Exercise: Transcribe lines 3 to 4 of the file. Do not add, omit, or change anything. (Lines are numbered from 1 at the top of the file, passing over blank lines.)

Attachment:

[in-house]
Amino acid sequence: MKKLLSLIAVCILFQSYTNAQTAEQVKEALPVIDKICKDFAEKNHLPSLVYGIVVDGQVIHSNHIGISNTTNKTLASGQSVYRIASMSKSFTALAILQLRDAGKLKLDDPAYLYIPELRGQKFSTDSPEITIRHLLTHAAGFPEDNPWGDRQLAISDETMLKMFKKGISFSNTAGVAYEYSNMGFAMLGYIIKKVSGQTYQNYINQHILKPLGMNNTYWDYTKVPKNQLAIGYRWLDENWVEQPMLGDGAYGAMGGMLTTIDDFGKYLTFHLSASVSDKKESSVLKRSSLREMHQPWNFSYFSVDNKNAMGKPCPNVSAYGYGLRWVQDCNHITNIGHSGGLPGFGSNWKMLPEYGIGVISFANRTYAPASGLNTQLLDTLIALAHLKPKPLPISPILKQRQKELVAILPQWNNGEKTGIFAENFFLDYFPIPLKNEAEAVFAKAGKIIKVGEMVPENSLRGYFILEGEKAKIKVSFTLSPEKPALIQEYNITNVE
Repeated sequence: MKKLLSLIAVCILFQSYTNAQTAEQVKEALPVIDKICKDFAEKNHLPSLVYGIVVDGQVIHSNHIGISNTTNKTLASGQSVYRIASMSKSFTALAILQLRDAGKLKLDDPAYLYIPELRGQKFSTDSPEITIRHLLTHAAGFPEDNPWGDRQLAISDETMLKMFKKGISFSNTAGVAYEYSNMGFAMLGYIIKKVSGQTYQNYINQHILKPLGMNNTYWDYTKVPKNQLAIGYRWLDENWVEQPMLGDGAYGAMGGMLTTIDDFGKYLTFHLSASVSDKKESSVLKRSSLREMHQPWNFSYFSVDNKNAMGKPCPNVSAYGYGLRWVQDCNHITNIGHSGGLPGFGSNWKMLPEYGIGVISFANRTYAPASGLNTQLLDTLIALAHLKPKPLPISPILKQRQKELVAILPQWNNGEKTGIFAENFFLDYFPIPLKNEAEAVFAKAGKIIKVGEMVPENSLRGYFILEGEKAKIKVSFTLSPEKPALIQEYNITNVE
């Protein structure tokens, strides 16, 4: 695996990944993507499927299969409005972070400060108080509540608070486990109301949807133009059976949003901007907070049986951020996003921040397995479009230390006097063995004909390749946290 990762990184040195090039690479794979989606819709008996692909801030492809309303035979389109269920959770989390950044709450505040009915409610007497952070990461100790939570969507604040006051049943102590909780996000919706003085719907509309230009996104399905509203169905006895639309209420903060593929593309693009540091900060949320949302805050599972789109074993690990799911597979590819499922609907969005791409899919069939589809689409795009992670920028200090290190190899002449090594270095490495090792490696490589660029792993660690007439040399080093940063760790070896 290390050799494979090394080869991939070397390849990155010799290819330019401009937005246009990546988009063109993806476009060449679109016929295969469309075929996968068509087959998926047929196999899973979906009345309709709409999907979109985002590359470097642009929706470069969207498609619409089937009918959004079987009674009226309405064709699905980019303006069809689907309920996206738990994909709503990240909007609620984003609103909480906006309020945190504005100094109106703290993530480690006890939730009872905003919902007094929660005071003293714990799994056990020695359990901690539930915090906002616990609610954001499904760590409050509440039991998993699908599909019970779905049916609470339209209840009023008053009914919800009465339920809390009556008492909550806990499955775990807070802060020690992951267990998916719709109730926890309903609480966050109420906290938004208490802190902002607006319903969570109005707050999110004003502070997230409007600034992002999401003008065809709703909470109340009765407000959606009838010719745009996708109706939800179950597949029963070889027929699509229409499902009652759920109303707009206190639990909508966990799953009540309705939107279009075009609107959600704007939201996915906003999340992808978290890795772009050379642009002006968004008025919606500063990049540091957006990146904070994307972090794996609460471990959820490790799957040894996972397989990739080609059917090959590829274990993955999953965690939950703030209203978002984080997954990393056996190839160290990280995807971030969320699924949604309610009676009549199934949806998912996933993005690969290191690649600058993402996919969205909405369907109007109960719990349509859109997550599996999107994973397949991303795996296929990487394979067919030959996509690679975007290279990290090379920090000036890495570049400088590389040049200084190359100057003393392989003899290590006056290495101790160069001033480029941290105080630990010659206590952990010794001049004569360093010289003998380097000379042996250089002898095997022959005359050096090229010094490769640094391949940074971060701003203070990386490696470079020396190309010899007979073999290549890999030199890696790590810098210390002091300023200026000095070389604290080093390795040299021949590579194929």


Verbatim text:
Repeated sequence: MKKLLSLIAVCILFQSYTNAQTAEQVKEALPVIDKICKDFAEKNHLPSLVYGIVVDGQVIHSNHIGISNTTNKTLASGQSVYRIASMSKSFTALAILQLRDAGKLKLDDPAYLYIPELRGQKFSTDSPEITIRHLLTHAAGFPEDNPWGDRQLAISDETMLKMFKKGISFSNTAGVAYEYSNMGFAMLGYIIKKVSGQTYQNYINQHILKPLGMNNTYWDYTKVPKNQLAIGYRWLDENWVEQPMLGDGAYGAMGGMLTTIDDFGKYLTFHLSASVSDKKESSVLKRSSLREMHQPWNFSYFSVDNKNAMGKPCPNVSAYGYGLRWVQDCNHITNIGHSGGLPGFGSNWKMLPEYGIGVISFANRTYAPASGLNTQLLDTLIALAHLKPKPLPISPILKQRQKELVAILPQWNNGEKTGIFAENFFLDYFPIPLKNEAEAVFAKAGKIIKVGEMVPENSLRGYFILEGEKAKIKVSFTLSPEKPALIQEYNITNVE
């Protein structure tokens, strides 16, 4: 695996990944993507499927299969409005972070400060108080509540608070486990109301949807133009059976949003901007907070049986951020996003921040397995479009230390006097063995004909390749946290 990762990184040195090039690479794979989606819709008996692909801030492809309303035979389109269920959770989390950044709450505040009915409610007497952070990461100790939570969507604040006051049943102590909780996000919706003085719907509309230009996104399905509203169905006895639309209420903060593929593309693009540091900060949320949302805050599972789109074993690990799911597979590819499922609907969005791409899919069939589809689409795009992670920028200090290190190899002449090594270095490495090792490696490589660029792993660690007439040399080093940063760790070896 290390050799494979090394080869991939070397390849990155010799290819330019401009937005246009990546988009063109993806476009060449679109016929295969469309075929996968068509087959998926047929196999899973979906009345309709709409999907979109985002590359470097642009929706470069969207498609619409089937009918959004079987009674009226309405064709699905980019303006069809689907309920996206738990994909709503990240909007609620984003609103909480906006309020945190504005100094109106703290993530480690006890939730009872905003919902007094929660005071003293714990799994056990020695359990901690539930915090906002616990609610954001499904760590409050509440039991998993699908599909019970779905049916609470339209209840009023008053009914919800009465339920809390009556008492909550806990499955775990807070802060020690992951267990998916719709109730926890309903609480966050109420906290938004208490802190902002607006319903969570109005707050999110004003502070997230409007600034992002999401003008065809709703909470109340009765407000959606009838010719745009996708109706939800179950597949029963070889027929699509229409499902009652759920109303707009206190639990909508966990799953009540309705939107279009075009609107959600704007939201996915906003999340992808978290890795772009050379642009002006968004008025919606500063990049540091957006990146904070994307972090794996609460471990959820490790799957040894996972397989990739080609059917090959590829274990993955999953965690939950703030209203978002984080997954990393056996190839160290990280995807971030969320699924949604309610009676009549199934949806998912996933993005690969290191690649600058993402996919969205909405369907109007109960719990349509859109997550599996999107994973397949991303795996296929990487394979067919030959996509690679975007290279990290090379920090000036890495570049400088590389040049200084190359100057003393392989003899290590006056290495101790160069001033480029941290105080630990010659206590952990010794001049004569360093010289003998380097000379042996250089002898095997022959005359050096090229010094490769640094391949940074971060701003203070990386490696470079020396190309010899007979073999290549890999030199890696790590810098210390002091300023200026000095070389604290080093390795040299021949590579194929």